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On Wednesday, Birmingham Mayor Randall Woodfin addressed a school-wide Black History Month Assembly at The Altamont School.
Invited by Altamont Middle School LEAD (a program of Altamont’s Miree Leadership Center), Woodfin answered a wide range of questions from the Altamont community in a panel-style format. He touched on a number of topics including his own personal story growing up in North Birmingham and attending Morehouse College. He also talked about Birmingham’s Civil Rights history, cultural issues, city initiatives, neighborhood gentrification, education, gun violence and ended with a call for the students in the audience to get involved in their community.
Empowered the students
“It was a huge honor to have the mayor here today,” said Altamont sophomore Matthew Mugweru, who moderated the panel and community discussion.
“I think the issues that he brought forward are so important, especially for the youth to hear. I think it empowered a lot of people, especially the conversation about the ‘N word’ and about Birmingham City Schools.”
Birmingham Children’s Crusade and change
Dressed casually, wearing a t-shirt and blazer, Woodfin talked about Birmingham’s Civil Rights history and reminded the Altamont community of the Children’s Crusade and how it brought about change.
“When the Civil Rights Movement activated children, when children moved to the front line of the movement, things started to shift. The Children’s Crusade in Birmingham brought change. The youngest generation has always been responsible for making adults do what needs to be done,” added Woodfin.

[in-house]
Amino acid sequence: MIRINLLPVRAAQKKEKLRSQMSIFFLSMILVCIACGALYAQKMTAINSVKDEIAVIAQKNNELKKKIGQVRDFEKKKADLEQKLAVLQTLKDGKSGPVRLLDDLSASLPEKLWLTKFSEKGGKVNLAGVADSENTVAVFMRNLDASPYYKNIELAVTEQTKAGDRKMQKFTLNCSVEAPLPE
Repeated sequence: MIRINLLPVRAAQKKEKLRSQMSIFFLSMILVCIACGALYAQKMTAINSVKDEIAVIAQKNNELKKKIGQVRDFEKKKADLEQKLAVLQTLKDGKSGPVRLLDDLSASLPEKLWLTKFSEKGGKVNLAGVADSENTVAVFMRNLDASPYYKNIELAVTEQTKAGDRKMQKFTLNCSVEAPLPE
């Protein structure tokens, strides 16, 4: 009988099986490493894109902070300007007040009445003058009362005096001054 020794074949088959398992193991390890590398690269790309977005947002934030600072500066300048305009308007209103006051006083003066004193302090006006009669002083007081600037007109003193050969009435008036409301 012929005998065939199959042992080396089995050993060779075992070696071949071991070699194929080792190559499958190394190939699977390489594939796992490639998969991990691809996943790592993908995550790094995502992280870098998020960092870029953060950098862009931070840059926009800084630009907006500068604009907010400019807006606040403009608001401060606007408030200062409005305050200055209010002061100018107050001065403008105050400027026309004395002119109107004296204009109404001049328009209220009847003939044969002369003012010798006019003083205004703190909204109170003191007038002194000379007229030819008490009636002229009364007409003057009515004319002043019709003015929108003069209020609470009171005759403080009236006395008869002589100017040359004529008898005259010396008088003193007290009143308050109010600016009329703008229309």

Building on that theme, Woodfin urged Altamont’s middle and high school students to direct their passions toward making Birmingham a better place.
“There is so much passion in this audience. If I had the ability to talk to each of you individually, you would share with me your passion.
It may be eradicating homelessness. Fighting poverty. Make public transportation better. Some of you would fight to make access to healthy food better. Fight for the best recycling program in America or get rid of pollution. I can imagine so many other things [you would do] around education.
You don’t have to wait till you are adults to own that passion. Join an organization. Be a champion and use your voice. And yes, you may not always have the blessing of your parents, but some things are bigger than us.”
A call to action
The Altamont community got more than a lecture about black history from the mayor. With black history interwoven in the discussion, he sent out a call to action.
Mugweru summed it up best:
“These are issues that are prevalent to our generation, and I think he empowered us to really take hold of OUR issues.”
For additional excerpts from Mayor Woodfin’s discussion with Altamont School students, visit the story on their website – HERE.